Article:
• The PyLucene API exposes all Java Lucene classes in a flat namespace in the PyLucene module. For example, the Java import statement import org.apache.lucene.index.IndexReader; corresponds to the Python import statement from lucene import IndexReader

  • Downcasting is a common operation in Java but not a concept in Python. Because the wrapper objects implementing exactly the APIs of the declared type of the wrapped object, all classes implement two class methods called instance_ and cast_ that verify and cast an instance respectively.

Phythonic extensions to the Java Lucene APIs

Java is a very verbose language. Python, on the other hand, offers many syntactically attractive constructs for iteration, property access, etc... As the Java Lucene samples from the Lucene in Action book were ported to Python, PyLucene received a number of pythonic extensions listed here:

  • Iterating search hits is a very common operation. Hits instances are iterable in Python. Two values are returned for each iteration, the zero-based number of the document in the Hits instance and the document instance itself.
    The Java loop:
for (int i = 0; i &lt; hits.length(); i++) {<br/>
&nbsp;&nbsp;Document doc = hits.doc(i);<br/>
&nbsp;&nbsp;System.out.println(hits.score(i) + " : " + doc.get("title"));<br/>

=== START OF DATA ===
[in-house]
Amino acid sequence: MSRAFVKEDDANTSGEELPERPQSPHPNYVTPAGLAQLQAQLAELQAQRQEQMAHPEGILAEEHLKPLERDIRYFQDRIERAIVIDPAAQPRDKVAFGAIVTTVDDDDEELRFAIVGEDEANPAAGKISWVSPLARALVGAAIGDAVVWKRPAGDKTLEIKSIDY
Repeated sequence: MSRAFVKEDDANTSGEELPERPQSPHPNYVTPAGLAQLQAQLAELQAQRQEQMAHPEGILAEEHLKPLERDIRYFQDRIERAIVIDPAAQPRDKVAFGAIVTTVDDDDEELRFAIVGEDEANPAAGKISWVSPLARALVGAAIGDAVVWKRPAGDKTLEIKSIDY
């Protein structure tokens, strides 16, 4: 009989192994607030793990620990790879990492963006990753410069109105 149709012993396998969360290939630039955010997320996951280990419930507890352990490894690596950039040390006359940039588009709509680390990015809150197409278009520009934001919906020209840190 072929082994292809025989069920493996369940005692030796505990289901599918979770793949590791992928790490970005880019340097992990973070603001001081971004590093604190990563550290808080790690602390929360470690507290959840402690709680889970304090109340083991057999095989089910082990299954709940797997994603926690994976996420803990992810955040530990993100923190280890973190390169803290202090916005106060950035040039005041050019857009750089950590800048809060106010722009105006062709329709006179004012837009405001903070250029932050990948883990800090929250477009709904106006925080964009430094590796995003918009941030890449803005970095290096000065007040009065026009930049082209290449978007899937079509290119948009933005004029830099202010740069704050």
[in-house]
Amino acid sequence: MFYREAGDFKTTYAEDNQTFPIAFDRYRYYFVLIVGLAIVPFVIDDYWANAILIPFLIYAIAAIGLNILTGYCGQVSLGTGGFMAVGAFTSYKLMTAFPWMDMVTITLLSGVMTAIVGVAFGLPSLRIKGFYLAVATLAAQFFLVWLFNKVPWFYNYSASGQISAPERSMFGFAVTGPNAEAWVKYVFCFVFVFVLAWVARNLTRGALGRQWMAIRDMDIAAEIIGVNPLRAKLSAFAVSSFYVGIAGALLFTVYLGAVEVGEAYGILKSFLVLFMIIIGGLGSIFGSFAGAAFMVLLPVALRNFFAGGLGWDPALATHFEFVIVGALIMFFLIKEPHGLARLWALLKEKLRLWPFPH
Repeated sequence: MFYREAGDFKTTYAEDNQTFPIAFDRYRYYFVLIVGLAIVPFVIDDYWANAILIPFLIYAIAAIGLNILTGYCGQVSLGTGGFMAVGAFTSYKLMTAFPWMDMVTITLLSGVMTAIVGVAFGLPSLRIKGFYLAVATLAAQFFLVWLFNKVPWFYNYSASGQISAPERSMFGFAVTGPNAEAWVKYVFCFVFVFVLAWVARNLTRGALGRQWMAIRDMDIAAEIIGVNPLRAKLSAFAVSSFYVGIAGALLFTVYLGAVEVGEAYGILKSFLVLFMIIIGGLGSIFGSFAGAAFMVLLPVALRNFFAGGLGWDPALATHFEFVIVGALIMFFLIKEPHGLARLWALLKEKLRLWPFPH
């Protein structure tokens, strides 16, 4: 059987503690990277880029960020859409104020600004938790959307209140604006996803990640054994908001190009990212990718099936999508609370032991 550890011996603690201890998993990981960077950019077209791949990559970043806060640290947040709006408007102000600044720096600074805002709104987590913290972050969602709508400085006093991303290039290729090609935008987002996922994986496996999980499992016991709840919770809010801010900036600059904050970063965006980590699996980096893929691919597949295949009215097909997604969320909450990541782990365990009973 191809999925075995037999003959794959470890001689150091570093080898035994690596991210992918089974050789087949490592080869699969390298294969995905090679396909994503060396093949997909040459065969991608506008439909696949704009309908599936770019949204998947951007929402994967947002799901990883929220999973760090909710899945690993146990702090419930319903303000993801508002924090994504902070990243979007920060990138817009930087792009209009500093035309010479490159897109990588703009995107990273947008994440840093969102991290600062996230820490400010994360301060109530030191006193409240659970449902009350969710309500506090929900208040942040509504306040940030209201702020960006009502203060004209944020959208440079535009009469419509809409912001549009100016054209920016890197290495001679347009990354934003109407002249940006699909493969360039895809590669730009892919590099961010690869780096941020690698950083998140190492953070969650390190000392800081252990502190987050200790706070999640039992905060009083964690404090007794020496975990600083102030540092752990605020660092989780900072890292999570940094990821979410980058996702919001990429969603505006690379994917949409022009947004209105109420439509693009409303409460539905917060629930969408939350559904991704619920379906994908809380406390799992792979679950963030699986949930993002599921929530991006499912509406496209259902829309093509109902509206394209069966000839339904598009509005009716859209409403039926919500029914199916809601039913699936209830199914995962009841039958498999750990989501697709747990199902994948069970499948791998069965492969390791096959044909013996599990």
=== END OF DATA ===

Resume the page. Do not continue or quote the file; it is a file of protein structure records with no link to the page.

can be written in Python:

for hit in hits:<br/>
&nbsp;&nbsp;hit = Hit.cast_(hit)<br/>
&nbsp;&nbsp;print hit.getScore(), ':', hit.getDocument['title']<br/>

if hit.iterator()'s next() method were declared to return Hit instead of Object, the above cast_() call would not be unnecessary.
The same java loop can also be written:

for i xrange(len(hits)):<br/>
&nbsp;&nbsp;print hits.score(i), ':', hits[i]['title']<br/>
  • Hits instances partially implement the Python 'sequence' protocol.
    The Java expressions:
doc = hits.get(i);<br/>

are better written in Python:

doc = hits[i]<br/>
  • Document instances have fields whose values can be accessed through the mapping protocol.
    The Java expression:

is better written in Python:

  • Document instances can be iterated over for their fields.
    The Java loop:
Enumeration fields = doc.getFields();<br/>
while (fields.hasMoreElements()) {<br/>
&nbsp;&nbsp;Field field = (Field) fields.nextElement();<br/>

is better written in Python:

for field in doc.getFields():<br/>
&nbsp;&nbsp;field = Field.cast_(field)<br/>

Once JCC heeds Java 1.5 type parameters and once Java Lucene makes use of them, such casting should become unnecessary

Extending Java Lucene classes from Python

Many areas of the Lucene API expect the programmer to provide their own implementation or specialization of a feature where the default is inappropriate. For example, text analyzers and tokenizers are an area where many parameters and environmental or cultural factors are calling for customization.

PyLucene enables this by providing Java extension points listed below that serve s proxies for Java to call back into the Python implementations of these customizations.

These extension points are simple Java classes that JCC generates the native C++ implementations for. It is easy to add more such extensions classes into the 'java' directory of the PyLucene source tree.

To learn more about this topic, please refer to the JCC documentation.

Please refer to the classes in the 'java' tree for currently available extension points. Examples of uses of these extension points are to be found in PyLucene's unit tests.